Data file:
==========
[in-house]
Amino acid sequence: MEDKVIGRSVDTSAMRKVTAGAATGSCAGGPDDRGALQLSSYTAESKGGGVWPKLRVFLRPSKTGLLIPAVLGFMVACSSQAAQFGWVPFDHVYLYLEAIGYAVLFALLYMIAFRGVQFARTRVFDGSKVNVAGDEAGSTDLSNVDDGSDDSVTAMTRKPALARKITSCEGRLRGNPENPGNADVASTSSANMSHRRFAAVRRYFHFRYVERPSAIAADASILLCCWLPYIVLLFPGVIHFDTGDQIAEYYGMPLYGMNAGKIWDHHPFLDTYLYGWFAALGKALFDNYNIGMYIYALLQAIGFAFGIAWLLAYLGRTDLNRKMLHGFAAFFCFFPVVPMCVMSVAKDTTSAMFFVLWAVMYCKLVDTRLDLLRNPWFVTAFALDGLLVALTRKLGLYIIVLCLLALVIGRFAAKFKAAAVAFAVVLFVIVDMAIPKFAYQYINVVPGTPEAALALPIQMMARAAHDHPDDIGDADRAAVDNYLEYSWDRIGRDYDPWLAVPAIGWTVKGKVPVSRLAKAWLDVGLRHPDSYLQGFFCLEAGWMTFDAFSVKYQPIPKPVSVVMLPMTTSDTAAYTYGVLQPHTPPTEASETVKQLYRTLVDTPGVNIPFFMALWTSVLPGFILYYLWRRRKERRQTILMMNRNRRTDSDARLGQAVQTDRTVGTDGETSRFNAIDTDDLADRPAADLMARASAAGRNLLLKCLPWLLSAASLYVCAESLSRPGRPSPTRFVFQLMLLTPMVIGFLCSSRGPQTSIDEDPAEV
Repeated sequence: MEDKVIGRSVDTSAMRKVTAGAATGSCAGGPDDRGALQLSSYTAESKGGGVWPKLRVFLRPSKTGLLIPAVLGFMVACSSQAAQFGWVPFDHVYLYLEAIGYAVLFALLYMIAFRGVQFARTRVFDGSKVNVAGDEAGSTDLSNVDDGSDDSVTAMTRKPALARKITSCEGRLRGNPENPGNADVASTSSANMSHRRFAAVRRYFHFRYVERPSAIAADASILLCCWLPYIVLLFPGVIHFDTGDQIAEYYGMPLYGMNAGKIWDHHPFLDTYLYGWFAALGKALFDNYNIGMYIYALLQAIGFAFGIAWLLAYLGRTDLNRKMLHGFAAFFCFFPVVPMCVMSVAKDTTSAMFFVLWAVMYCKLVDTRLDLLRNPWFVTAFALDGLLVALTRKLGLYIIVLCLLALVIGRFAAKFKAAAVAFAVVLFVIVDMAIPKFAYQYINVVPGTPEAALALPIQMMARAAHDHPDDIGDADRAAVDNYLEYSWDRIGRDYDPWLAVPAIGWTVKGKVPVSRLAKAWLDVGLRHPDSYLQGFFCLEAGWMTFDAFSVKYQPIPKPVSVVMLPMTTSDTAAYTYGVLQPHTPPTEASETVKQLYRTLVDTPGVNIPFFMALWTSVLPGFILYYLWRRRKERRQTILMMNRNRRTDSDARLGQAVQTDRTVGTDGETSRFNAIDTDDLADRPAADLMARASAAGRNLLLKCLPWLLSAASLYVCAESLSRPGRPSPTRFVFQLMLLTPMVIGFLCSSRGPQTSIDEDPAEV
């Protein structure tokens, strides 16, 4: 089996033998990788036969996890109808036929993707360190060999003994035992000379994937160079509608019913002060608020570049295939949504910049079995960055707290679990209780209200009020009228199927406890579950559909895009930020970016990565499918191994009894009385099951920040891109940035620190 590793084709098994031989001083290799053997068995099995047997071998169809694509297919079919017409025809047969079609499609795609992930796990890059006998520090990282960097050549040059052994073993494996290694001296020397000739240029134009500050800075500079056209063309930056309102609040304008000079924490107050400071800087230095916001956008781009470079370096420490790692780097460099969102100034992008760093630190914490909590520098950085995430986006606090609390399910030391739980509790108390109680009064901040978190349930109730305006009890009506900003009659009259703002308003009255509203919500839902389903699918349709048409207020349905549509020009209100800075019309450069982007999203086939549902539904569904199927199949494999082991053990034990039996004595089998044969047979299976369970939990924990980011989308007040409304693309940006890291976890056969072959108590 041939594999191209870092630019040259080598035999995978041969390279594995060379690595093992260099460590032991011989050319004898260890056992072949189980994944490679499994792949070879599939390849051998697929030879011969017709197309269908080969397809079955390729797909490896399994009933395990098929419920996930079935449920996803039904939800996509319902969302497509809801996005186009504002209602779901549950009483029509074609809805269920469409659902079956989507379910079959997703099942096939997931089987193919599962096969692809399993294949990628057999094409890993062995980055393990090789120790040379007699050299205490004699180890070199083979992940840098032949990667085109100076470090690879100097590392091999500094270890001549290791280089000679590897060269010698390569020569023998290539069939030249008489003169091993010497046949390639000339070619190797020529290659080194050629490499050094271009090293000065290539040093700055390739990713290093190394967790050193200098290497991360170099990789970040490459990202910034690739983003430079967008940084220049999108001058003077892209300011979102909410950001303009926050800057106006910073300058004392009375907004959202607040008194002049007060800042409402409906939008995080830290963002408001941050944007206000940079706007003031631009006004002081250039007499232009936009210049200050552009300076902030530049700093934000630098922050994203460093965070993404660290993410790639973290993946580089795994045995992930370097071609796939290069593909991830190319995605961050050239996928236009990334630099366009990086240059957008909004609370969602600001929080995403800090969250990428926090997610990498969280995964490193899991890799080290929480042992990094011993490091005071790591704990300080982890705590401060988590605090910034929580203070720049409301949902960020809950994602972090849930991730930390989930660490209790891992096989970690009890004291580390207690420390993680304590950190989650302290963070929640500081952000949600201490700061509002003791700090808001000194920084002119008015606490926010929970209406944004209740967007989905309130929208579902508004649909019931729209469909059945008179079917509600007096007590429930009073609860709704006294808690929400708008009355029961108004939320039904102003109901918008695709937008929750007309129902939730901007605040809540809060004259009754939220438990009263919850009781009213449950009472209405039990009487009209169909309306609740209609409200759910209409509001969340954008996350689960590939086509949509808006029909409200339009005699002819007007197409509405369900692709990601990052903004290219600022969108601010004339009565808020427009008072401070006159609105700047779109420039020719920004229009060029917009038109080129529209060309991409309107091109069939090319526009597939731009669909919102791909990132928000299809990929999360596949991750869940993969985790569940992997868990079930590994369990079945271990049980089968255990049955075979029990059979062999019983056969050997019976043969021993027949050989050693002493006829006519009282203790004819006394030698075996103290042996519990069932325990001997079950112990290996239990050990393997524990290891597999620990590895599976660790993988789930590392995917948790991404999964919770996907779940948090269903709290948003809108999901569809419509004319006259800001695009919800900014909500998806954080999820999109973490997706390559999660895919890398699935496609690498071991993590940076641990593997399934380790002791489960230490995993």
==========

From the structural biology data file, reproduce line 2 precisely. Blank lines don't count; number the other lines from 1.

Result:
Amino acid sequence: MEDKVIGRSVDTSAMRKVTAGAATGSCAGGPDDRGALQLSSYTAESKGGGVWPKLRVFLRPSKTGLLIPAVLGFMVACSSQAAQFGWVPFDHVYLYLEAIGYAVLFALLYMIAFRGVQFARTRVFDGSKVNVAGDEAGSTDLSNVDDGSDDSVTAMTRKPALARKITSCEGRLRGNPENPGNADVASTSSANMSHRRFAAVRRYFHFRYVERPSAIAADASILLCCWLPYIVLLFPGVIHFDTGDQIAEYYGMPLYGMNAGKIWDHHPFLDTYLYGWFAALGKALFDNYNIGMYIYALLQAIGFAFGIAWLLAYLGRTDLNRKMLHGFAAFFCFFPVVPMCVMSVAKDTTSAMFFVLWAVMYCKLVDTRLDLLRNPWFVTAFALDGLLVALTRKLGLYIIVLCLLALVIGRFAAKFKAAAVAFAVVLFVIVDMAIPKFAYQYINVVPGTPEAALALPIQMMARAAHDHPDDIGDADRAAVDNYLEYSWDRIGRDYDPWLAVPAIGWTVKGKVPVSRLAKAWLDVGLRHPDSYLQGFFCLEAGWMTFDAFSVKYQPIPKPVSVVMLPMTTSDTAAYTYGVLQPHTPPTEASETVKQLYRTLVDTPGVNIPFFMALWTSVLPGFILYYLWRRRKERRQTILMMNRNRRTDSDARLGQAVQTDRTVGTDGETSRFNAIDTDDLADRPAADLMARASAAGRNLLLKCLPWLLSAASLYVCAESLSRPGRPSPTRFVFQLMLLTPMVIGFLCSSRGPQTSIDEDPAEV